Since the Regenerative Enterprise was released we have had the opportunity to engage deeply with this community. It thoroughly disrupted our limited understanding of Regeneration, business, and enterprise, as well as our overly mechanistic beliefs about how people and organizations grow.
Working with the Carol Sanford Institute is like stepping out of “flatland” — a cave where everything exists only in a colorless and restricted two dimensions — and into a rich new multi-dimensional world outside of what we thought was possible.
Change 3. Principles & Imperatives
In our book we offer nine principles and three imperatives to help you develop the effectiveness and multi-capital profits of your business:
These principles are excellent. If every business in the world worked by them, we’d be living in a different world. And, we have learned that simply taking someone else’s principles (even really “good” ones) and applying them to your business is not effective or regenerative.
Instead, principles must be generated fresh for each business, from the business itself. Each entrepreneur and each enterprise is thoroughly unique, and can express its uniqueness through developing it’s own set of managing principles. This is similar to the faulty (yet extremely popular) idea of “best practices” — the idea that something that worked for someone somewhere else will necessarily be the “best” approach in your unique situation. It won’t. Blindly adopting “best practices” is the opposite of expressing your own uniqueness — in fact, it squashes creativity and innovation.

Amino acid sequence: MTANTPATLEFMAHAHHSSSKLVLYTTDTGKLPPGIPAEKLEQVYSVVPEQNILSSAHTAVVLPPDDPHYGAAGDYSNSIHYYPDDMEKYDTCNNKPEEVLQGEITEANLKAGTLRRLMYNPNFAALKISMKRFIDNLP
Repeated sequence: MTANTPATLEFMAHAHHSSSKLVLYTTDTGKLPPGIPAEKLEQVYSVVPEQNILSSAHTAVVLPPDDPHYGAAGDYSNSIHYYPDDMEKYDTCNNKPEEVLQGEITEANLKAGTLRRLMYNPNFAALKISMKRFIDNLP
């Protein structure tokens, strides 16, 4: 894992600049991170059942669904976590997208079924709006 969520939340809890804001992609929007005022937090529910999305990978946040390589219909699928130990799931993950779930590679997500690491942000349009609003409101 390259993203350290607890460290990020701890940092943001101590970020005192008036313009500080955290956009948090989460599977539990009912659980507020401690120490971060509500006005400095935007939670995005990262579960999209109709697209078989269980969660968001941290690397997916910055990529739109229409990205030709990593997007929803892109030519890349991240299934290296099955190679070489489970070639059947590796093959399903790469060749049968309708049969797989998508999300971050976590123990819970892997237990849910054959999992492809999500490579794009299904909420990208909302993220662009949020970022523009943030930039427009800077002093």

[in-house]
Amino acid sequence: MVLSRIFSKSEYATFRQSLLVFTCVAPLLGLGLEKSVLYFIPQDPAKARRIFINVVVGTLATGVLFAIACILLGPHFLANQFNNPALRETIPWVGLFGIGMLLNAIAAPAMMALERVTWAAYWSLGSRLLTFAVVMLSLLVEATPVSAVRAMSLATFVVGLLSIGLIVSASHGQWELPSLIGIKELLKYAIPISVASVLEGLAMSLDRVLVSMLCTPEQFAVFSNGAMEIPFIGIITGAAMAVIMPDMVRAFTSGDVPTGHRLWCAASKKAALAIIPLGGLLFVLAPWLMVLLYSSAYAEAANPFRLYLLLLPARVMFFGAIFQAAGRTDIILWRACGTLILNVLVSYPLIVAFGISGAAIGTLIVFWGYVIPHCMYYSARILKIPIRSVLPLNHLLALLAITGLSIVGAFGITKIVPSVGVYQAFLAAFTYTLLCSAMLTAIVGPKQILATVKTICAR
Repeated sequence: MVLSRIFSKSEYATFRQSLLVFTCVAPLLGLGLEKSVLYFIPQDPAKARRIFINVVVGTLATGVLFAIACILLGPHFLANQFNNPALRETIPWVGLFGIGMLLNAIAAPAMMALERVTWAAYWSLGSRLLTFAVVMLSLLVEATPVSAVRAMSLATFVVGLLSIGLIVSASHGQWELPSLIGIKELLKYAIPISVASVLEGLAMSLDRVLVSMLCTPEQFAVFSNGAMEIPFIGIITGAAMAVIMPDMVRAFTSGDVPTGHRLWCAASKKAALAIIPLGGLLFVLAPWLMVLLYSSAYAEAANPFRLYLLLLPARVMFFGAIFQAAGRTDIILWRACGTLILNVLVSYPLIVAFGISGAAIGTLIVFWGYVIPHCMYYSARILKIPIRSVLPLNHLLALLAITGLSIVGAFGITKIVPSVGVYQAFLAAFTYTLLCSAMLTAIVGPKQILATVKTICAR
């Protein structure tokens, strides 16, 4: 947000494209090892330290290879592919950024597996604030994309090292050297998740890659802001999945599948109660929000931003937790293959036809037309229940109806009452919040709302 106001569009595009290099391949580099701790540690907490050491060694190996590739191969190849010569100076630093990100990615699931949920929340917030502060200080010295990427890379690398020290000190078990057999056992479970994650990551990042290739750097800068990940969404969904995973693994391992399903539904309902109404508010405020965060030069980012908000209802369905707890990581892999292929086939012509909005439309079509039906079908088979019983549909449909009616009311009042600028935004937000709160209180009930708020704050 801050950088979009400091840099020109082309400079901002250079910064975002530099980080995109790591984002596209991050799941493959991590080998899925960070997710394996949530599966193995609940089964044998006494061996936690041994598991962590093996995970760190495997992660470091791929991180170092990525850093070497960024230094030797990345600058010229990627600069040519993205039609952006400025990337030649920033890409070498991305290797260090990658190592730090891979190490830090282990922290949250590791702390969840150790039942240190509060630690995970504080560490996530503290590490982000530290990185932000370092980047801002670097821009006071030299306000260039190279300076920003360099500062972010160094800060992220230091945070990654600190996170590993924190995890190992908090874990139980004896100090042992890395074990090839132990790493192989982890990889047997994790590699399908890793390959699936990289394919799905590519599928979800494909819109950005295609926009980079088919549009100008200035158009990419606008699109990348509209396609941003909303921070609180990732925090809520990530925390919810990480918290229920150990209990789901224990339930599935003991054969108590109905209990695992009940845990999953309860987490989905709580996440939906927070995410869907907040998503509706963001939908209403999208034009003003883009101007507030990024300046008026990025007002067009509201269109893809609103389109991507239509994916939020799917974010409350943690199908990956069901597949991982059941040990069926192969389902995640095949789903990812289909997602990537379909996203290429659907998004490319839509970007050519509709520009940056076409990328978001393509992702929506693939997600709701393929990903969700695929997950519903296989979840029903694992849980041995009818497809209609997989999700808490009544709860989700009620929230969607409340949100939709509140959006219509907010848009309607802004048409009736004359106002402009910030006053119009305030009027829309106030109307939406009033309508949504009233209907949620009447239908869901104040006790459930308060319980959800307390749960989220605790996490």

The same goes for global imperatives. Working with living systems frameworks like the Eight Forms of Capital, Regenerative Enterprises must articulate their own imperatives. Once clear and fully adopted, unique principles and imperatives are a powerful source of effectiveness for each business to have its desired impact on the world.